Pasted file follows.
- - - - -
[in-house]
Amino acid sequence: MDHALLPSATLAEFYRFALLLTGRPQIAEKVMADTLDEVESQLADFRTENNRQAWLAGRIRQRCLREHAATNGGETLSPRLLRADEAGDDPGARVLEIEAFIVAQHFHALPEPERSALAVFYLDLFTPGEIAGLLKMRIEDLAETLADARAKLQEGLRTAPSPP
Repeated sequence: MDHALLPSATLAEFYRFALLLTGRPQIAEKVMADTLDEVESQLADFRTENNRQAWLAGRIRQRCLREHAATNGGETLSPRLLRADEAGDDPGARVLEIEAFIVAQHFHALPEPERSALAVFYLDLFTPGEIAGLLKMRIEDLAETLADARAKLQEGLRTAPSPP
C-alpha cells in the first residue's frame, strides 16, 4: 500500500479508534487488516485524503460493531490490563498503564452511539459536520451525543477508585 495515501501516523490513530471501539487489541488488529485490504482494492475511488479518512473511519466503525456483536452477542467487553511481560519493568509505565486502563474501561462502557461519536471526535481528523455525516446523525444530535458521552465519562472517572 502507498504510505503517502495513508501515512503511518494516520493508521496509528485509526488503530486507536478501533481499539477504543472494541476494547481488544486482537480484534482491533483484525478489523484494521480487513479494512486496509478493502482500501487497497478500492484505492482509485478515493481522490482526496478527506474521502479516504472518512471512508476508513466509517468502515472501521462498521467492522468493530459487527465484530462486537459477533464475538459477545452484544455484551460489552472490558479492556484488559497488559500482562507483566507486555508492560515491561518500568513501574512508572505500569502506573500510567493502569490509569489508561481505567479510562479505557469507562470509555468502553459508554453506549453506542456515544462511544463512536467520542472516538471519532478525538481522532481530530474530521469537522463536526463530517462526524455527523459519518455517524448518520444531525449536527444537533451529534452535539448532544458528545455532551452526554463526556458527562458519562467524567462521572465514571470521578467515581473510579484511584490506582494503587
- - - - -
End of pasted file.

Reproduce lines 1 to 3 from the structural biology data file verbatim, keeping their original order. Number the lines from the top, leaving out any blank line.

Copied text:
[in-house]
Amino acid sequence: MDHALLPSATLAEFYRFALLLTGRPQIAEKVMADTLDEVESQLADFRTENNRQAWLAGRIRQRCLREHAATNGGETLSPRLLRADEAGDDPGARVLEIEAFIVAQHFHALPEPERSALAVFYLDLFTPGEIAGLLKMRIEDLAETLADARAKLQEGLRTAPSPP
Repeated sequence: MDHALLPSATLAEFYRFALLLTGRPQIAEKVMADTLDEVESQLADFRTENNRQAWLAGRIRQRCLREHAATNGGETLSPRLLRADEAGDDPGARVLEIEAFIVAQHFHALPEPERSALAVFYLDLFTPGEIAGLLKMRIEDLAETLADARAKLQEGLRTAPSPP